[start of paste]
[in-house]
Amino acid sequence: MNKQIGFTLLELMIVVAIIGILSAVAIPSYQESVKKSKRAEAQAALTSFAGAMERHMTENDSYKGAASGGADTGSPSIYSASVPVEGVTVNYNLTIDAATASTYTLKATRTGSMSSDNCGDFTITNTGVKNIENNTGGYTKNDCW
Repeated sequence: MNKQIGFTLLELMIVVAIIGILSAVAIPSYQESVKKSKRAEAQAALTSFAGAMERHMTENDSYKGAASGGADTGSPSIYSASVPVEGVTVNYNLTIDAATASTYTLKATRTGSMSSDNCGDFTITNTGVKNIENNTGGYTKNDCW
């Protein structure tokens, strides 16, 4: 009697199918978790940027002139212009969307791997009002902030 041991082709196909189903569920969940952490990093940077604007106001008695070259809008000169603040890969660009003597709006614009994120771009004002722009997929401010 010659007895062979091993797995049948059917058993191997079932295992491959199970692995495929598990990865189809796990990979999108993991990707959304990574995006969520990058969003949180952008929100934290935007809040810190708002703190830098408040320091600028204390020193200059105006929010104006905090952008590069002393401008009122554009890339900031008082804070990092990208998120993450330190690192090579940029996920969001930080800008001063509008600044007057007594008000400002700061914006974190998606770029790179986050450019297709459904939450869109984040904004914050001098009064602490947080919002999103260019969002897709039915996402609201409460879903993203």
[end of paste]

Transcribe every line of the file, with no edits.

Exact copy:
[in-house]
Amino acid sequence: MNKQIGFTLLELMIVVAIIGILSAVAIPSYQESVKKSKRAEAQAALTSFAGAMERHMTENDSYKGAASGGADTGSPSIYSASVPVEGVTVNYNLTIDAATASTYTLKATRTGSMSSDNCGDFTITNTGVKNIENNTGGYTKNDCW
Repeated sequence: MNKQIGFTLLELMIVVAIIGILSAVAIPSYQESVKKSKRAEAQAALTSFAGAMERHMTENDSYKGAASGGADTGSPSIYSASVPVEGVTVNYNLTIDAATASTYTLKATRTGSMSSDNCGDFTITNTGVKNIENNTGGYTKNDCW
């Protein structure tokens, strides 16, 4: 009697199918978790940027002139212009969307791997009002902030 041991082709196909189903569920969940952490990093940077604007106001008695070259809008000169603040890969660009003597709006614009994120771009004002722009997929401010 010659007895062979091993797995049948059917058993191997079932295992491959199970692995495929598990990865189809796990990979999108993991990707959304990574995006969520990058969003949180952008929100934290935007809040810190708002703190830098408040320091600028204390020193200059105006929010104006905090952008590069002393401008009122554009890339900031008082804070990092990208998120993450330190690192090579940029996920969001930080800008001063509008600044007057007594008000400002700061914006974190998606770029790179986050450019297709459904939450869109984040904004914050001098009064602490947080919002999103260019969002897709039915996402609201409460879903993203």